Okay, some things real quick. First things first, if this guy’s English language sounds a bit arch, that’s partly because he’s stating things so they can be optimally and easily translated into Japanese. It’s going to seem a bit odd to native speakers, but that’s a function of – well, of trying to make his language compatible with Japanese. Think of it as a Japanese script, translated into English. And that translation is more important than you think, because the Vocaloid phenomenon, from whence we get Hatsune Miku is a byproduct of Japanese’s language as a structure.

Without going into super detailed linguistics to explain these terms, Japanese is a fixed pronunciation syllabary. That is to say, Japanese words* are composed of syllables** rather than letters***, and those syllables always**** are pronounced the same…

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Standing Apart With Our Eyes Closed

Unicorn Dispatches

In my first piece examining Gojira I tried to look at the movie as a movie, and then react to what I saw. In my second piece, I was meant to examine that first piece and consider just what I was referencing, what I spoke about, the epiphanies and the personal experience of that media and how they illuminated things I did not necessarily understand about Asian cultures. That’s what I was meant to do.

But in the first piece, I talked about how Gojira connected to Japanese culture and things in Japanese history that it referenced. In my second piece I talked about how we put cultural distance between ourselves and Asian cultures, othering for some reason. And right now I guess, since I picked this up, I have to put it down somewhere.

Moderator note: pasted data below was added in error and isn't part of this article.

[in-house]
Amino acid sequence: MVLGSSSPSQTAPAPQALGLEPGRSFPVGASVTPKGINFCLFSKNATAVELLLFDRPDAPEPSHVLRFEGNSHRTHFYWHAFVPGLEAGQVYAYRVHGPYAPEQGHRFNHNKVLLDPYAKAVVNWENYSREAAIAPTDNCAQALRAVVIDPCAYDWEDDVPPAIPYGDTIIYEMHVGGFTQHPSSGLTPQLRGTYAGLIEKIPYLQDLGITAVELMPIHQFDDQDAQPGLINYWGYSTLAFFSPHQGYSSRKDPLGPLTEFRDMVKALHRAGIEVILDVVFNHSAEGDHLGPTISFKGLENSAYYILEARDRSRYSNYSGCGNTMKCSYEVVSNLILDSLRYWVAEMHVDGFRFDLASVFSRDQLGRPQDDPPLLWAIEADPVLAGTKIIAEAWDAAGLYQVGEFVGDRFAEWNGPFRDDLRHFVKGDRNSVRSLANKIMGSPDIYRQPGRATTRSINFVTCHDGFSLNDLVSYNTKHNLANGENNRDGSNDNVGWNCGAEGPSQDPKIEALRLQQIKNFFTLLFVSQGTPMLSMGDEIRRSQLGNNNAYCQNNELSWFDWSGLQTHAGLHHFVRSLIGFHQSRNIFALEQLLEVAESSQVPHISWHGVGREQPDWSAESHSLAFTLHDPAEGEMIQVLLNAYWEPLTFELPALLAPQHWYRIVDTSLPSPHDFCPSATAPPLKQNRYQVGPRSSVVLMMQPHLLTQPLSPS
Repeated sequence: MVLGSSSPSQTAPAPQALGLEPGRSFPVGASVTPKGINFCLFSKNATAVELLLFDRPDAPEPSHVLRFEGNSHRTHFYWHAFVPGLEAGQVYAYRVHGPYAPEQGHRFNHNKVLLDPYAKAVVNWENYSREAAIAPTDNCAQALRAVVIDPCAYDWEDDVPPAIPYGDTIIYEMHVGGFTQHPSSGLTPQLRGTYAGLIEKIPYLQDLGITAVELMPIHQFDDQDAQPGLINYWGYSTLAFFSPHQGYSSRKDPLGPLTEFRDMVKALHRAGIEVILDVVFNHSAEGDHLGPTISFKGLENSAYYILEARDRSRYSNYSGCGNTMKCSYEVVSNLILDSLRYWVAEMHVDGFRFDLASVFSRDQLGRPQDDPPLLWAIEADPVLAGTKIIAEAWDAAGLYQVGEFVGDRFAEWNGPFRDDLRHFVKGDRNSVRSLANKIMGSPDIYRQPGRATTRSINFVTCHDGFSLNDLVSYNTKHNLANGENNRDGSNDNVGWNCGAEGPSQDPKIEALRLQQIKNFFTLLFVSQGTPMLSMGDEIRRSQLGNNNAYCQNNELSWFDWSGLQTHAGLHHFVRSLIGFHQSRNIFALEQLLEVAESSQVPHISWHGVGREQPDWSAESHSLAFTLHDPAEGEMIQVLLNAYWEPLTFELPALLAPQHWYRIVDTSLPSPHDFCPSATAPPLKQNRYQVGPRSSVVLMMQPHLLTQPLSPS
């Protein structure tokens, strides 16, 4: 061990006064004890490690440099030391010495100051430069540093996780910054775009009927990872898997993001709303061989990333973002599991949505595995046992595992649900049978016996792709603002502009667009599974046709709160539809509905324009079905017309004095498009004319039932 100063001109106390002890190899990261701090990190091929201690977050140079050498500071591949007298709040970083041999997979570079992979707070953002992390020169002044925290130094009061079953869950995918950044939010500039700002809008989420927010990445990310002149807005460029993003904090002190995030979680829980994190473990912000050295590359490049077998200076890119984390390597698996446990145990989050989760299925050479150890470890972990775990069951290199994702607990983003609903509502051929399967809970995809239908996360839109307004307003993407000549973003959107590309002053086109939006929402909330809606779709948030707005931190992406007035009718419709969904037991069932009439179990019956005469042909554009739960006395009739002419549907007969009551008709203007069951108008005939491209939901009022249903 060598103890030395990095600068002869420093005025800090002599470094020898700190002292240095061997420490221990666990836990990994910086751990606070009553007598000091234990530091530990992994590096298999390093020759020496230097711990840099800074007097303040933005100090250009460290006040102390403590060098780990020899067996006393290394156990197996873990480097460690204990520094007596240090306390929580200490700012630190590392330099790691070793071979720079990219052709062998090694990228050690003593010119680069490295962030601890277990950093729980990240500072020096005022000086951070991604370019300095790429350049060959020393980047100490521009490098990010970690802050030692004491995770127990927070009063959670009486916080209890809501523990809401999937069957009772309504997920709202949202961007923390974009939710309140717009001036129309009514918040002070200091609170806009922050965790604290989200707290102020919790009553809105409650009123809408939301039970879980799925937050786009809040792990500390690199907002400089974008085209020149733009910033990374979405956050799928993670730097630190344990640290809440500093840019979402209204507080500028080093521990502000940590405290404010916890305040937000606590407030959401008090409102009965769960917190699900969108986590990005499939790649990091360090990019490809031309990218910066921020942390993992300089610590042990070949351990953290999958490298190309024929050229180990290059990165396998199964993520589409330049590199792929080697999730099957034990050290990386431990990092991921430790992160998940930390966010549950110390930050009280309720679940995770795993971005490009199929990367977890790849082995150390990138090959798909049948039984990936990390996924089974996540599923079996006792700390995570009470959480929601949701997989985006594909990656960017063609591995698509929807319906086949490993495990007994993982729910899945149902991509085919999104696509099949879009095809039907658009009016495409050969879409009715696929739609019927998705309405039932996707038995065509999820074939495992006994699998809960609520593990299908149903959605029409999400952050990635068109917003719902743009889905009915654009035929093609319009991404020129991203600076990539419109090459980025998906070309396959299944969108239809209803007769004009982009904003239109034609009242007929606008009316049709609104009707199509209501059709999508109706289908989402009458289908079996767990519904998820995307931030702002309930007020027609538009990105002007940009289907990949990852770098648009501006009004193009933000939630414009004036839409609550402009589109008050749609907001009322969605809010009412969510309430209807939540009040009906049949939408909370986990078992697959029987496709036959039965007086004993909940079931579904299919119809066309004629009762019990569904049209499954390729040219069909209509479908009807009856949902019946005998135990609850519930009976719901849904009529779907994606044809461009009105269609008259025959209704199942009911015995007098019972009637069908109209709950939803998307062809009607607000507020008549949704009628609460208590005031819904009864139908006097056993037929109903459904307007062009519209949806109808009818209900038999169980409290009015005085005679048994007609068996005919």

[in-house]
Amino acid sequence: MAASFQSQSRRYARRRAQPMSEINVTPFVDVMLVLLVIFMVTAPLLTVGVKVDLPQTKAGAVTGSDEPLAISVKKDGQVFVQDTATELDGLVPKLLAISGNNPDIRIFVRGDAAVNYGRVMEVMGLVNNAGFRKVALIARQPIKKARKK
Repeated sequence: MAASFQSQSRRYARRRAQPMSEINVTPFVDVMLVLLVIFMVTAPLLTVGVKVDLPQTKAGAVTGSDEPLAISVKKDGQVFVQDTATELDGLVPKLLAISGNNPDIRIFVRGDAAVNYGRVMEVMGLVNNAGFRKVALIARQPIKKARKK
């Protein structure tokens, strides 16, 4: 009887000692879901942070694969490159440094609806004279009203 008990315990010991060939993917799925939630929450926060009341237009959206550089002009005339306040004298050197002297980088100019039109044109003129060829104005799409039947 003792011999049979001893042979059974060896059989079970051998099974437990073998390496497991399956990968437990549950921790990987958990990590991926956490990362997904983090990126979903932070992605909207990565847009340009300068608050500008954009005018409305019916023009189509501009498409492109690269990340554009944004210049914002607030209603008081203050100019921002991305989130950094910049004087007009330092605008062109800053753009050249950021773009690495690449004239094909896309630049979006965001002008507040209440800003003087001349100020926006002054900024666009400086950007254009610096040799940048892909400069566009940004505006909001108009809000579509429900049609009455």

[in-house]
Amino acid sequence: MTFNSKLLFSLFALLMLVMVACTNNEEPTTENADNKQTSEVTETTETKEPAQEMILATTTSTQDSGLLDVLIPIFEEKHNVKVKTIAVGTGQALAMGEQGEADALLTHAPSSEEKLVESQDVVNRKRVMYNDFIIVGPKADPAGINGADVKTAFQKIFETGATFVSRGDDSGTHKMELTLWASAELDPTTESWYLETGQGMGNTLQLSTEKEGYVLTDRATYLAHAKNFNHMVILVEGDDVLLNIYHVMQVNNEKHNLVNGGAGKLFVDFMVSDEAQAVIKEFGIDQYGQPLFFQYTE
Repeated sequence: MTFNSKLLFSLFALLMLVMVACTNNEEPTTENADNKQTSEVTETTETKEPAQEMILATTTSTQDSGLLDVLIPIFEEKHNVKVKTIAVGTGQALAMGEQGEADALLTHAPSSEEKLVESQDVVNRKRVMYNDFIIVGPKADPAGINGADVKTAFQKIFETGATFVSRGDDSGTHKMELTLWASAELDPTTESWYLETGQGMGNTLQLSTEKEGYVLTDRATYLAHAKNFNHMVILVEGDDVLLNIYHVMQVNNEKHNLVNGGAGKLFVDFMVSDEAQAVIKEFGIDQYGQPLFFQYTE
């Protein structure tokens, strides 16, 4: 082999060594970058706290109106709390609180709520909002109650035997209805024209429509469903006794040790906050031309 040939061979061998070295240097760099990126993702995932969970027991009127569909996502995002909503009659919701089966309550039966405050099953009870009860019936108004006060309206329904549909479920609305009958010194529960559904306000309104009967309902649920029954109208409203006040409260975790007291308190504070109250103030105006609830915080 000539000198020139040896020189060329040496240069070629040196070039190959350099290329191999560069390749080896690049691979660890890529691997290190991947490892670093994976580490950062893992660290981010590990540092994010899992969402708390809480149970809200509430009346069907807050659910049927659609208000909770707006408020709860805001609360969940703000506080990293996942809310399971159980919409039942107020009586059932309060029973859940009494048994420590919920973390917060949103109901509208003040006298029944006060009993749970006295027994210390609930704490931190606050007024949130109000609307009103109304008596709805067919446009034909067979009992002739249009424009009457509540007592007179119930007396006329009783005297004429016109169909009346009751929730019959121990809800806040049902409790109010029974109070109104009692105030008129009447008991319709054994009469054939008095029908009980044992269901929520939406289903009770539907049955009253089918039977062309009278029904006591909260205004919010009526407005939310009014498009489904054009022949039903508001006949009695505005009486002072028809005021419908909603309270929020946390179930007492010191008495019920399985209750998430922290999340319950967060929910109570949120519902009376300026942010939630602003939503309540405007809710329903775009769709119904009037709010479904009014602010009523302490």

Eventually this comes down to my reaction to being asked to react to Gojira as…

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Looking At Looking At Gojira

Unicorn Dispatches

Okay let’s pull this stuff apart, shall we?

When I wrote my first piece about Gojira, I treated it the way I treated every experience I have of looking at media. I sat there and tried to focus on what I could talk about. I thought about anchoring details, about ways to put that piece of media in a meaningful context. It seemed to me, natural, to look at Japanese history (World War 2) and the media history that followed Gojira to consider ideas emergent in one shifted through the years.

Thing is, I went straight to Japanese media that had things in common with Gojira (which is, really, almost all of them). I didn’t try to contextualise this media in light of my own experience, and provide some big glaring east-vs-west dynamic the way that autoethnography is usually useful for uncovering. Referencing Japanese media, in a language I…

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It starts, stark black, white text. A slightly primal shape to the characters, hard lines and stonelike edges.A text crawl creep up, unreadable. You have to peer down at the bottom of the screen to understand it, the characters sliding off high, explaining the context, the background. And then, a shot of the ocean. A story about coastguards, about missing boats, about frantic and terrified family members spirals around these special effects. And you wait, and you wait, and you wait –

because you know what’s coming.



Godzilla’s an amazing movie. It’s intense and edgy in a way that these days those words completely fail to hit. Cinema nerds study it. Videogame nerds study it. Dinosaur nerds study it. General Japanophiles study it. Every piece of media out of Japan in my lifetime has been made by people where Gojira was part of their media…